F&C Asset Management, the UK-listed asset manager with approximately £103 billion (€137bn) of assets under management, has combined most of its front and middle office IT systems across its European business with one provider.
The decision is further evidence of the demand by asset managers to consolidate different asset classes, along with front, middle and back office operations, onto one technology platform.
The F&C consolidation spans equities, fixed income, derivatives and unit trusts. The project centres on order management and a range of other functions.
Charles River Development, the US-headquartered technology provider to investors, won the contract after a tendering process led by Morse, an investment management consultancy.
Over 100 F&C users in Amsterdam, Dublin, Edinburgh and London now use Charles River Investment Management System (Charles River IMS). According to Charles River, this system offers F&C enhanced decision support, streamlined trade order management, and real-time pre- and post-trade compliance testing and monitoring, all on a single integrated platform. To that extent, it integrates a large portion of F&C’s front and middle office processes.
Luc Leclercq, F&C’s head of operations, IT and projects, told Funds Europe that F&C wanted one system to cover all of F&C’s asset classes. He added: “The criteria was formed by a number of things. Overall we wanted a platform that could deal with the demands of the business and which was scalable. We also wanted to reduce our operational and IT risk.”
Charles River IMS replaced three other front office systems, including Linedata Services’ LongView product, which is an order management system, and a DST International product. The previous providers were included in the tendering process.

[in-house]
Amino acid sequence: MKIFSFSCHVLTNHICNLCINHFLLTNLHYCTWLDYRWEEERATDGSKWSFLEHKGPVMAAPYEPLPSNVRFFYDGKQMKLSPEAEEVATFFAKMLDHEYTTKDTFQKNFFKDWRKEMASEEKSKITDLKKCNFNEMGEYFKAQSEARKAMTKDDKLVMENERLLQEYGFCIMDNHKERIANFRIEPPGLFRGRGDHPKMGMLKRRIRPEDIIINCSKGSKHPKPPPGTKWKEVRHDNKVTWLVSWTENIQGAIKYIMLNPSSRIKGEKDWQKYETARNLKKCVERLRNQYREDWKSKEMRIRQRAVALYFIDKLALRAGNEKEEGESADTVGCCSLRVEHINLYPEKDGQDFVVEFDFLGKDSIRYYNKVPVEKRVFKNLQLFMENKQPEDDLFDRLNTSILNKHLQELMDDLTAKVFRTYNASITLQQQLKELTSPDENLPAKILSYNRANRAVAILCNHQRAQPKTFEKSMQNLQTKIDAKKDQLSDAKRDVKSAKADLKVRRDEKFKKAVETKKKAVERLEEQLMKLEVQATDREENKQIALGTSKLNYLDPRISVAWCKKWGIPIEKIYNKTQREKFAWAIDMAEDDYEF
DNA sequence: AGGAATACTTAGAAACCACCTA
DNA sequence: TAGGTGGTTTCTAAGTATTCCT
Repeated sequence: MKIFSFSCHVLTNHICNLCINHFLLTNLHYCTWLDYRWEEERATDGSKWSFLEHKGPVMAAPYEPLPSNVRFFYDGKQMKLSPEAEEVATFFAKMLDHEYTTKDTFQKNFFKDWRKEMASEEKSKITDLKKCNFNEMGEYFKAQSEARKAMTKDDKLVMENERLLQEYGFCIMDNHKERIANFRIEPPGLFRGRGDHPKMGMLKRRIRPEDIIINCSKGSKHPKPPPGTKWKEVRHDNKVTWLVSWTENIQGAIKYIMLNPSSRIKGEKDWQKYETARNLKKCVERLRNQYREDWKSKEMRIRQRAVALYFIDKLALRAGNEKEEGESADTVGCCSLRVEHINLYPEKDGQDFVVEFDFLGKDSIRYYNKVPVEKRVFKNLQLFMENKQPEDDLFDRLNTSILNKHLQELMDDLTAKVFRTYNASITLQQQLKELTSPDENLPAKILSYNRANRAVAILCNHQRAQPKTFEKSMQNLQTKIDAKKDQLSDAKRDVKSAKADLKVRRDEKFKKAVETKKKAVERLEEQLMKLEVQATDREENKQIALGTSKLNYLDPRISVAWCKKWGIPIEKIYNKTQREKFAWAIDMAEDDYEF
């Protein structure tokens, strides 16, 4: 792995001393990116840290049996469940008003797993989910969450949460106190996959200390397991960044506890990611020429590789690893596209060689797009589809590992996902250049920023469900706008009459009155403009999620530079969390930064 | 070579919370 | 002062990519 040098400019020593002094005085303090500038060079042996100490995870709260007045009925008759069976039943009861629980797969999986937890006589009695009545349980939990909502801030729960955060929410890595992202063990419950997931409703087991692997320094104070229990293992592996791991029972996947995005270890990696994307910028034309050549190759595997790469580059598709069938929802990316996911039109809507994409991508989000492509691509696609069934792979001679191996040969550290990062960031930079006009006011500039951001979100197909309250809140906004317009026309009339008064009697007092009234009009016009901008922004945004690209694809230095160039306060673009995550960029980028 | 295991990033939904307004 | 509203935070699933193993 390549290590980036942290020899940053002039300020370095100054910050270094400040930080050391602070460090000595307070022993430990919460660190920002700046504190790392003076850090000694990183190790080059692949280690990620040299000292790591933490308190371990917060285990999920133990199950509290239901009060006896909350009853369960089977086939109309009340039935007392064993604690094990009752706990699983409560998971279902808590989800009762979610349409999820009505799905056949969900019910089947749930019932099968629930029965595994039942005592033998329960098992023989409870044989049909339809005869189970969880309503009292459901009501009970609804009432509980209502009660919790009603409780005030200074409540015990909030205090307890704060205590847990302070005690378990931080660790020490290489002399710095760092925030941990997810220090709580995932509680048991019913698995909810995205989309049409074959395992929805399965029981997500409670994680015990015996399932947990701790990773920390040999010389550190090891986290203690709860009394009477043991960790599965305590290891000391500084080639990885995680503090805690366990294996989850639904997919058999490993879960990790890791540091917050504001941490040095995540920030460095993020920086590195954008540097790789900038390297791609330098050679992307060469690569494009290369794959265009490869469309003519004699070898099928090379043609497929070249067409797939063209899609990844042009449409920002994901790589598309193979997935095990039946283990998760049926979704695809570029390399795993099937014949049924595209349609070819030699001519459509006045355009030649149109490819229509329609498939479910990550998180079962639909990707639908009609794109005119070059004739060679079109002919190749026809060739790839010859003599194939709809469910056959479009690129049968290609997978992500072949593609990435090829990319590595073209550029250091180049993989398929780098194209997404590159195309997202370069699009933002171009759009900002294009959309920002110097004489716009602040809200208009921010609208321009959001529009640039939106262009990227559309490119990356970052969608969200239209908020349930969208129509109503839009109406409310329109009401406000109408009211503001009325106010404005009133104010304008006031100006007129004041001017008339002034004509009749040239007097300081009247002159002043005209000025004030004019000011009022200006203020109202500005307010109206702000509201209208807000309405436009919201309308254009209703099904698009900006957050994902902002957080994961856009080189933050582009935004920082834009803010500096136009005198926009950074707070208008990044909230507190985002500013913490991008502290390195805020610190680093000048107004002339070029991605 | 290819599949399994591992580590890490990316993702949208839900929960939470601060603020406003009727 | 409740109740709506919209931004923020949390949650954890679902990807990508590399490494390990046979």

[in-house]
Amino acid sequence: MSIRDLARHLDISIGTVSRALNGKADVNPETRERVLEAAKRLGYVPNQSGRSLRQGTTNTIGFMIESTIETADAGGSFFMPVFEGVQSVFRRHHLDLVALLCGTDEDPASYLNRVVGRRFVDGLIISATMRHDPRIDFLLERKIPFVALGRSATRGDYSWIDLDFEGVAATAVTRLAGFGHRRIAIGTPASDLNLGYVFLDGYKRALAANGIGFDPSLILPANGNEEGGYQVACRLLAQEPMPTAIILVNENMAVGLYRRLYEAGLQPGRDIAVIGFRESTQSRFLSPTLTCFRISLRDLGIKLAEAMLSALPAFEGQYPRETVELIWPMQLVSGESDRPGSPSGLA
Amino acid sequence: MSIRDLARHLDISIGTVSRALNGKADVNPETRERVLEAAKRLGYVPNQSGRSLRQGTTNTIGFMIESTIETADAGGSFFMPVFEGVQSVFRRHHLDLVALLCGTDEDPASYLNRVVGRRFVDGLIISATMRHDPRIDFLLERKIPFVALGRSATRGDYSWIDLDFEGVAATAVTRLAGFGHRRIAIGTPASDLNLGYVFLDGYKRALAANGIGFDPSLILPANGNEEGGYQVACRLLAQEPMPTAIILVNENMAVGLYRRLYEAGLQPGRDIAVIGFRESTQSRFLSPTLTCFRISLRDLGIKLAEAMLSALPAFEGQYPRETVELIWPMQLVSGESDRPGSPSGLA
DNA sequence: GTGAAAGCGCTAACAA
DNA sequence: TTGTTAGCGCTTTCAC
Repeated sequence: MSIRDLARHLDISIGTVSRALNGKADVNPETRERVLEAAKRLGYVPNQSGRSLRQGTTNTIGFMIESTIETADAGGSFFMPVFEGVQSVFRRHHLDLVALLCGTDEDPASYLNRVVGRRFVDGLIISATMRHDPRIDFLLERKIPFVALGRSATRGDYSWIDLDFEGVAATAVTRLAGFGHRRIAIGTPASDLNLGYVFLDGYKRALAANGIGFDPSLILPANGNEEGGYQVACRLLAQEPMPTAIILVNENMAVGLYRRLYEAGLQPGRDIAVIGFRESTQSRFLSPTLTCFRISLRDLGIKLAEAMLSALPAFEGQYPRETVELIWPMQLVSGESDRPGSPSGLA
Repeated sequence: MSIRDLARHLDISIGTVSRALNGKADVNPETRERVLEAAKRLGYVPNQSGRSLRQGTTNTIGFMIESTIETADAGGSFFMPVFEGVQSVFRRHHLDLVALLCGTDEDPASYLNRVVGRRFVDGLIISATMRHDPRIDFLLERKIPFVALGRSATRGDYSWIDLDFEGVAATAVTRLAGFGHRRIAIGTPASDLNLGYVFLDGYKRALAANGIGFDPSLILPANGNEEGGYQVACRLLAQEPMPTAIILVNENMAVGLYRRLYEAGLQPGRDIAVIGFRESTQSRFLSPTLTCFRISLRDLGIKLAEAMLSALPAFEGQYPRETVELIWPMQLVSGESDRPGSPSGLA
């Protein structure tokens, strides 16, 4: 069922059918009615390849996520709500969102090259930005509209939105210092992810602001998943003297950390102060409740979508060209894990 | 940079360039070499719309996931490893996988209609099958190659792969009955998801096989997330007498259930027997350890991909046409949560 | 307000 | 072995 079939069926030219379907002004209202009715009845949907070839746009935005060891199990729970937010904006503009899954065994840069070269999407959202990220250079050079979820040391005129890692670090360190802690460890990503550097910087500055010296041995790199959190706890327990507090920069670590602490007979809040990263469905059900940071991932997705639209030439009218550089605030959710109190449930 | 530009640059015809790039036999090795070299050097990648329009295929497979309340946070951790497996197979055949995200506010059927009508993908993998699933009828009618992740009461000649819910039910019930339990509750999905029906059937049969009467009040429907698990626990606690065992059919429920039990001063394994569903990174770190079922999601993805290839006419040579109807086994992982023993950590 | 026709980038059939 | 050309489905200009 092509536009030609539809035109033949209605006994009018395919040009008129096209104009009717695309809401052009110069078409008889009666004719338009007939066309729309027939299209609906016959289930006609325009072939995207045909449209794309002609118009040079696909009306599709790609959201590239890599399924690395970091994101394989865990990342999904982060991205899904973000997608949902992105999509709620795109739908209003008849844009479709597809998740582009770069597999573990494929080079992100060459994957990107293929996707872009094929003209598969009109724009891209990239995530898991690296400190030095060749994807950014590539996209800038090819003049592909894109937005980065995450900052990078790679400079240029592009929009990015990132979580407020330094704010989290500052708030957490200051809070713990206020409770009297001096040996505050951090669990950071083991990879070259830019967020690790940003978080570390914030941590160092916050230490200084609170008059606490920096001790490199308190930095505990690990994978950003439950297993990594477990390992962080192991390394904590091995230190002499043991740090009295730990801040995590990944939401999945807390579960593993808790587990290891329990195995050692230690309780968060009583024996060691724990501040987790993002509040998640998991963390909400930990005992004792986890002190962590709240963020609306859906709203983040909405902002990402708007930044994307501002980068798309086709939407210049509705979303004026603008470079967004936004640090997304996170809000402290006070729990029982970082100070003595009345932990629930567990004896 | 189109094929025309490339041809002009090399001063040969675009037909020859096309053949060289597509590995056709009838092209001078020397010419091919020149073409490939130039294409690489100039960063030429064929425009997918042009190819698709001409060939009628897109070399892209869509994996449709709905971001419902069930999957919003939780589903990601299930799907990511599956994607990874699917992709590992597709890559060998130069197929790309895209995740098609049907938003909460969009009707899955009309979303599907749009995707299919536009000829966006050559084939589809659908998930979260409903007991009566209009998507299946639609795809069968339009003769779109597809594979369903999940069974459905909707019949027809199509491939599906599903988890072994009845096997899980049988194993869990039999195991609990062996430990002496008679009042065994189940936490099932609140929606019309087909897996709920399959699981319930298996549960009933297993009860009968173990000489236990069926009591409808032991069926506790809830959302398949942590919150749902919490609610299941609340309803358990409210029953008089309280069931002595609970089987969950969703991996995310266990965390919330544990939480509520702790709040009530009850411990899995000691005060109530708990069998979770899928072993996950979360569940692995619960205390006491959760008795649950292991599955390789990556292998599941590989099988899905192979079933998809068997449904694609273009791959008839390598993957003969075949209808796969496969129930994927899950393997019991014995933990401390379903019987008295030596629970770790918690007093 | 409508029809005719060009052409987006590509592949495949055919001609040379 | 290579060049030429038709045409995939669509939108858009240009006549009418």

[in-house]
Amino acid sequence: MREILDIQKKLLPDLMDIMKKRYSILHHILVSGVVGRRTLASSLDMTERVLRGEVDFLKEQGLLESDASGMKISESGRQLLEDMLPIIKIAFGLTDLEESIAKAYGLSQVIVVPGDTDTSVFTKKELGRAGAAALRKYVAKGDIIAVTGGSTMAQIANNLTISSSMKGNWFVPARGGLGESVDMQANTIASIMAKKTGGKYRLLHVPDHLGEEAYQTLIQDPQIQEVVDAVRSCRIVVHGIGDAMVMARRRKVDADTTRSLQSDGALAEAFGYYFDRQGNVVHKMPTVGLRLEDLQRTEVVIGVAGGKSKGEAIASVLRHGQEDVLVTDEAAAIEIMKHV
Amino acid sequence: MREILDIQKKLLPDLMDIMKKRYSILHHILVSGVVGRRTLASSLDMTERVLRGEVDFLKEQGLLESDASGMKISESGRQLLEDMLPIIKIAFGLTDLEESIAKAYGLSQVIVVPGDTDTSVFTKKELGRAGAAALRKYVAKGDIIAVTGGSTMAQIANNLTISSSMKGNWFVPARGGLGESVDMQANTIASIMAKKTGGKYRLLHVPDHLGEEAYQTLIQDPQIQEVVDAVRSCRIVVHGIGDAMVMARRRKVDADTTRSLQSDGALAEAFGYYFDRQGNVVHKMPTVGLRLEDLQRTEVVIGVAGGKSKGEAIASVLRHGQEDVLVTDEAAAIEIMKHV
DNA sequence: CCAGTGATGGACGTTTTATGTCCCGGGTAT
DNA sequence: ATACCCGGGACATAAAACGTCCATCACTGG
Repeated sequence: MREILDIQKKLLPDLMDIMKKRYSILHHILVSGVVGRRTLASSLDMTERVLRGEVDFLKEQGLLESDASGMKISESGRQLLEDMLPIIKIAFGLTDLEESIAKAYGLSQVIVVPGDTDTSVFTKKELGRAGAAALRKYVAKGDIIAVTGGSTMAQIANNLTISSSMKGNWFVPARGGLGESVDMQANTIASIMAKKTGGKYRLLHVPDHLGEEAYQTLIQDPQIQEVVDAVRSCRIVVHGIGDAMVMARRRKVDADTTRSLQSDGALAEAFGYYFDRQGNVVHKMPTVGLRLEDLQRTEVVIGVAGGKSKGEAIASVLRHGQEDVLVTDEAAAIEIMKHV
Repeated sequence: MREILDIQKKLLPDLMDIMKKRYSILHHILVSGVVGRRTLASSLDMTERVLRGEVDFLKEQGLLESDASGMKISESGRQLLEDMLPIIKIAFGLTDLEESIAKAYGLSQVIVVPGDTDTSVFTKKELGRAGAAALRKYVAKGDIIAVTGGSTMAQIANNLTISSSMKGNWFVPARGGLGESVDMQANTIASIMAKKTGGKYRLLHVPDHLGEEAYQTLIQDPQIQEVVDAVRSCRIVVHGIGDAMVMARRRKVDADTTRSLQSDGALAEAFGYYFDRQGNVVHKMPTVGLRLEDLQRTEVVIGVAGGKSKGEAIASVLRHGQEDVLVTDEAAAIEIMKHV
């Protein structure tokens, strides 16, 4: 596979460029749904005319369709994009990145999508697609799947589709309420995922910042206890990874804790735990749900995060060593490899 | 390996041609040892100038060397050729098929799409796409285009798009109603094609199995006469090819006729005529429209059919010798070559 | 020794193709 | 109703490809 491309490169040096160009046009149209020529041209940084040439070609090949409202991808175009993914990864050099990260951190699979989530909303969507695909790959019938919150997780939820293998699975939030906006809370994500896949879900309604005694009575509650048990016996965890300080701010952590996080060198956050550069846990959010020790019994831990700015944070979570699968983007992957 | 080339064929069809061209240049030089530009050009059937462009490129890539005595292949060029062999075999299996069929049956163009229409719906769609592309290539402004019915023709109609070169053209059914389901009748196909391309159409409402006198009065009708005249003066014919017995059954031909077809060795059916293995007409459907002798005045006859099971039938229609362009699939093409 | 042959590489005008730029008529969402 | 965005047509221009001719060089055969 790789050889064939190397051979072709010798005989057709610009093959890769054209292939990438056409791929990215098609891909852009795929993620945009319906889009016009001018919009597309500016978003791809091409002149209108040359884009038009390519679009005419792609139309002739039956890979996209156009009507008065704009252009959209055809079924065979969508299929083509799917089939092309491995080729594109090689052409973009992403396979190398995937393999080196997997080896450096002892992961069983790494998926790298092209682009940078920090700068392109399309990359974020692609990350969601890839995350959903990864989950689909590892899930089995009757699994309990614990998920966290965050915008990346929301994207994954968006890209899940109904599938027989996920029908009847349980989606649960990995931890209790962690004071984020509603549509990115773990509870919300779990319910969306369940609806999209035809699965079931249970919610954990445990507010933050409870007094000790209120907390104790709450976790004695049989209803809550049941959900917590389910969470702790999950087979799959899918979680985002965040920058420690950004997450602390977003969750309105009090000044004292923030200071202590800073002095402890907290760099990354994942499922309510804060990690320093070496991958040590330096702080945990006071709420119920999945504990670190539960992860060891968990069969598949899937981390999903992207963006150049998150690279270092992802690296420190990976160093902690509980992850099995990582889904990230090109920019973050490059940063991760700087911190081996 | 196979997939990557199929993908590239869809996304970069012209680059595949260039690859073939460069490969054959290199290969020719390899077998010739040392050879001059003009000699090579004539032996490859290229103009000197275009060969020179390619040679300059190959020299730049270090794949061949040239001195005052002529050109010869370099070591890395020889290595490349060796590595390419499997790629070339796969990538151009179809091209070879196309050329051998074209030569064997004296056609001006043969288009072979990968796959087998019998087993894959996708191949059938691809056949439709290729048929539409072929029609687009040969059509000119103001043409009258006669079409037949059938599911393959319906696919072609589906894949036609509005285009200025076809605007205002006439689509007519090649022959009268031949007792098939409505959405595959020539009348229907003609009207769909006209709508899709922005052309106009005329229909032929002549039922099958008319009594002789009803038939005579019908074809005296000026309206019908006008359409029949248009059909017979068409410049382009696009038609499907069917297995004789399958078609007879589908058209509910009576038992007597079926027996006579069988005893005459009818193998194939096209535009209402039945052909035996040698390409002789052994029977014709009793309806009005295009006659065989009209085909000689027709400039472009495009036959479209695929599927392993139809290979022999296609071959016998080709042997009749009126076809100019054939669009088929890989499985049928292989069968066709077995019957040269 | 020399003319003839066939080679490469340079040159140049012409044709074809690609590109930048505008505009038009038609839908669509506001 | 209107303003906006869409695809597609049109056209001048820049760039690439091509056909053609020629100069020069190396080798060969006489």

“We had two dealing systems, different portfolio management systems and one mandate checking system,” said Leclerq.
The merger between F&C and Isis Asset Management in 2004 – which led to F&C becoming the fourth largest UK-based asset manager and a top-ten manager of pension funds in Europe – led to this residue of systems.
“It was coming out of this at the beginning of 2006 that we wanted to review the front office,” said Leclercq. The review began in April 2006 and the front office implementation is now complete.
“With Charles River IMS, we have already realised significant cost savings by streamlining our equity, fixed income, derivative and unit trust dealing and compliance operations across Europe,” said Leclercq.
He added that the front office project was critical to F&C’s strategic direction and that it was delivered on time and on budget. F&C used a consultancy because they offer “a niche knowledge that you don’t necessarily want to buy in for the longer term”.
Following the front office implementation, a further stage of implementation for the broader project is now taking place, which will extend to portfolio modeling for complex derivatives and will also result in greater pre-trade compliance support for fixed income operations.
F&C has also looked at the scalability of its execution management system (EMS), but Leclercq said a deeper study of this will take place at a later date. Charles River Development’s Jon Steward, managing director, EMEA, told Funds Europe that Charles River has been building out EMS capability, such as algorithmic trading and direct market access, and that version nine of its IMS to be released by the end of the year will incorporate more of this functionality.
A number of technology shops like Charles River and Linedata are promoting multi-asset systems as fund managers employ greater use of derivatives and as they seek broader operational efficiencies.
Derivatives have so far been a difficult barrier to a complete enterprise solution.
Steward said: “All buyside order management systems struggle with derivatives, especially when new derivatives are coming out all the time. But we’ve been working very hard for three years on this.”
© funds europe February 2008